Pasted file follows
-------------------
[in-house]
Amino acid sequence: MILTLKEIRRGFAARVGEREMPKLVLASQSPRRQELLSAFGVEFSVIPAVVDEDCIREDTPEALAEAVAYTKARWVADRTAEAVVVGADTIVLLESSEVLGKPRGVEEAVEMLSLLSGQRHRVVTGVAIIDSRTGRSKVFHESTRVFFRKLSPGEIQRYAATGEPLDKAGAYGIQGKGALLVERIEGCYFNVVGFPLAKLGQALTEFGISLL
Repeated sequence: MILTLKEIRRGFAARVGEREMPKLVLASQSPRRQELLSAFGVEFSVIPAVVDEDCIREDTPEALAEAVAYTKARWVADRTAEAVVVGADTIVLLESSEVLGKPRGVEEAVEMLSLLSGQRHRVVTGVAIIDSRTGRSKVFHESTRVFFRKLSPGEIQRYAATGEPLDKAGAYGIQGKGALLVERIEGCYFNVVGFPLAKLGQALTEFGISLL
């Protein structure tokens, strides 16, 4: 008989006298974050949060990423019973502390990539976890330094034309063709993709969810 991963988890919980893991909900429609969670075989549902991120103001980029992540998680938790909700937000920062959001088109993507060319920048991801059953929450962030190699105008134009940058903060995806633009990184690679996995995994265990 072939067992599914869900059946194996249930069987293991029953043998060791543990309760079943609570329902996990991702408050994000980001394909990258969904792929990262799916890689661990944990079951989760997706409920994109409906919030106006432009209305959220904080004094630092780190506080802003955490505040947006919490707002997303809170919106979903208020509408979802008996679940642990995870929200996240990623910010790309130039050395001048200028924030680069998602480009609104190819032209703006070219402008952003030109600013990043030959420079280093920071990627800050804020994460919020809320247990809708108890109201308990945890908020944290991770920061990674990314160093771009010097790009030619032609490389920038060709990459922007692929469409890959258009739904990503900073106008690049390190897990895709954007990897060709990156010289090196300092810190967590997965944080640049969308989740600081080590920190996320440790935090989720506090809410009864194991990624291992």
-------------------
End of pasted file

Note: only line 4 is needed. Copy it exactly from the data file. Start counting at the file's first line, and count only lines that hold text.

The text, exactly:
């Protein structure tokens, strides 16, 4: 008989006298974050949060990423019973502390990539976890330094034309063709993709969810 991963988890919980893991909900429609969670075989549902991120103001980029992540998680938790909700937000920062959001088109993507060319920048991801059953929450962030190699105008134009940058903060995806633009990184690679996995995994265990 072939067992599914869900059946194996249930069987293991029953043998060791543990309760079943609570329902996990991702408050994000980001394909990258969904792929990262799916890689661990944990079951989760997706409920994109409906919030106006432009209305959220904080004094630092780190506080802003955490505040947006919490707002997303809170919106979903208020509408979802008996679940642990995870929200996240990623910010790309130039050395001048200028924030680069998602480009609104190819032209703006070219402008952003030109600013990043030959420079280093920071990627800050804020994460919020809320247990809708108890109201308990945890908020944290991770920061990674990314160093771009010097790009030619032609490389920038060709990459922007692929469409890959258009739904990503900073106008690049390190897990895709954007990897060709990156010289090196300092810190967590997965944080640049969308989740600081080590920190996320440790935090989720506090809410009864194991990624291992």